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Title: Performance and carcass traits of Santa Inês lambs finished with different sources of forage
Authors: Menezes, Adriana Morato
Louvandini, Helder
Esteves, Geisa Isilda Ferreira
Dalcin, Luciana
Canozzi, Maria Eugênia Andrighetto
Barcellos, Júlio Otávio Jardim
Pimentel, Concepta Margaret McManus
Assunto:: carcass
sugar cane
Issue Date: 2013
Publisher: Sociedade Brasileira de Zootecnia
Citation: R. Bras. Zootec.,v.42,n.6,p.428-437,2013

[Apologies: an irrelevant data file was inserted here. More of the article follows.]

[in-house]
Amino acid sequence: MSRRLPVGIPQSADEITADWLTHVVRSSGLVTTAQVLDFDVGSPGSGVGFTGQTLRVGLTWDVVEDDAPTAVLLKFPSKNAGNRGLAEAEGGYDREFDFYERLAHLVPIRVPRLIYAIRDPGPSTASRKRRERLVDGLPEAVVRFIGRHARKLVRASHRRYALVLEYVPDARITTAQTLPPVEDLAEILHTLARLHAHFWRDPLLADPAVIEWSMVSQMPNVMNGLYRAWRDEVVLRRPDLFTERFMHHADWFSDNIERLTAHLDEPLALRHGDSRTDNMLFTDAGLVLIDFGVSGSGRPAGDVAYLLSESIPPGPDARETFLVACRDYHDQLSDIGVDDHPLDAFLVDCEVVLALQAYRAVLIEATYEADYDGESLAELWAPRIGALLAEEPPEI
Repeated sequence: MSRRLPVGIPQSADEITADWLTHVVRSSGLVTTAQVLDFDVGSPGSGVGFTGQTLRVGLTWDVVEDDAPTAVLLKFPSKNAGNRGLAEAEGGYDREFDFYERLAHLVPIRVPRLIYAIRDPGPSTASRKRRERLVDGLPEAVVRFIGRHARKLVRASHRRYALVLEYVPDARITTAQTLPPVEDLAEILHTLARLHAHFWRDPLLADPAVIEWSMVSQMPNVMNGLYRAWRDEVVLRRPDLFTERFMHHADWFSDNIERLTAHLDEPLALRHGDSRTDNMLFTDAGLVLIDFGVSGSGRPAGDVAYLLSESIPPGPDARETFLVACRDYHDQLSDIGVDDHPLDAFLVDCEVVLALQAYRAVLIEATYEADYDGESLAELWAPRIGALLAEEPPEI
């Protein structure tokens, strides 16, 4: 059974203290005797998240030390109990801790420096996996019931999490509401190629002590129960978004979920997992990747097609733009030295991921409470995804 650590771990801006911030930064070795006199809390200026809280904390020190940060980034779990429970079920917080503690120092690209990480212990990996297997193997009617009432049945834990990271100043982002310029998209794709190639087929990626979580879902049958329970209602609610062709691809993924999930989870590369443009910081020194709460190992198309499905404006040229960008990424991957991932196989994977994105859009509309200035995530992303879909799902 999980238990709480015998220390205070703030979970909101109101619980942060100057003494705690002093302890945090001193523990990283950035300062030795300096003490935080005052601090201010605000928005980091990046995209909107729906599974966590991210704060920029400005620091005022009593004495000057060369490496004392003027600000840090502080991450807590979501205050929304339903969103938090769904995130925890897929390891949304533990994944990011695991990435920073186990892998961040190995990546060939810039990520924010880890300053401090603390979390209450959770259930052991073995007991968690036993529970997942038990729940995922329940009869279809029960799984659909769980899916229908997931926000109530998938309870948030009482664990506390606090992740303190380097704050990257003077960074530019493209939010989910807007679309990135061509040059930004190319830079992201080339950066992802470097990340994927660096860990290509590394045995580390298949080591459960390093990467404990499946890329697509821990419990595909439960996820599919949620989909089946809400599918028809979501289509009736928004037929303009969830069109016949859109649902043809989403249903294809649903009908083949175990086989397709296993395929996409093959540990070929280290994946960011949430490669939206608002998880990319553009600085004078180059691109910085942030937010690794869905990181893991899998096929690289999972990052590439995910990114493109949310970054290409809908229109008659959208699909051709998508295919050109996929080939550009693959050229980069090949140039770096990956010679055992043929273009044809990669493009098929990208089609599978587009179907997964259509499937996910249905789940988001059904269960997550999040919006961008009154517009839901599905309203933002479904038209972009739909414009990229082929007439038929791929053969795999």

Abstract: The objective of this study was to evaluate performance and biometrics of lambs fed different sources of forage. Twenty-four six-month-old Santa Inês female lambs were randomly allocated to four experimental diets and housed in individual stalls. They weighed on average 26.35±0.20 kg. The diets were coast cross hay (HAY), cassava hay (CAS), dehydrated by-product of pea crop (PEA) and saccharin (SAC). The diets were formulated with the same amount of protein and energy with fixed levels of forage (60%) and concentrate (40%). Adaptation to the diet took 7 days, with 45 days on experiment. Weights and biometric measurements were obtained every fortnight and feed intake three times a week. Rights half-carcasses were weighed and sectioned into retail cuts, rib, loin, shoulder, belly, neck and leg, which were weighed individually. Weight gain in lambs was significantly different between diets, with those fed saccharin gaining more. Overall, treatments did not significantly affect biometric measurements. There was a significant difference for feed intake and live weight at the end of the experiment. Animals fed PEA and SAC showed the best results. Average positive correlations were found between biometric measurements and live weight. Treatment PEA had heavier hot (14.36 kg) and cold (14.01 kg) carcass weights than the other groups. Hot carcass kill-out was higher for animals fed PEA as well as ham weight, belly, neck and heart girth. The weight of the abdominal viscera (%) for lambs fed CAS was greater than those fed SAC and PEA. The weights of the thoracic viscera as well as the liver, for lambs fed PEA were higher. The by-product of pea yielded best results, followed by saccharin, and can replace traditional forage sources in the region, providing similar results in terms of cuts and body components. These could be an alternative for feeding sheep in the dry season. The substitution of forages using by-product of pea and saccharin led to improved productivity over the coast-cross hay available in the Federal District - Brazil.
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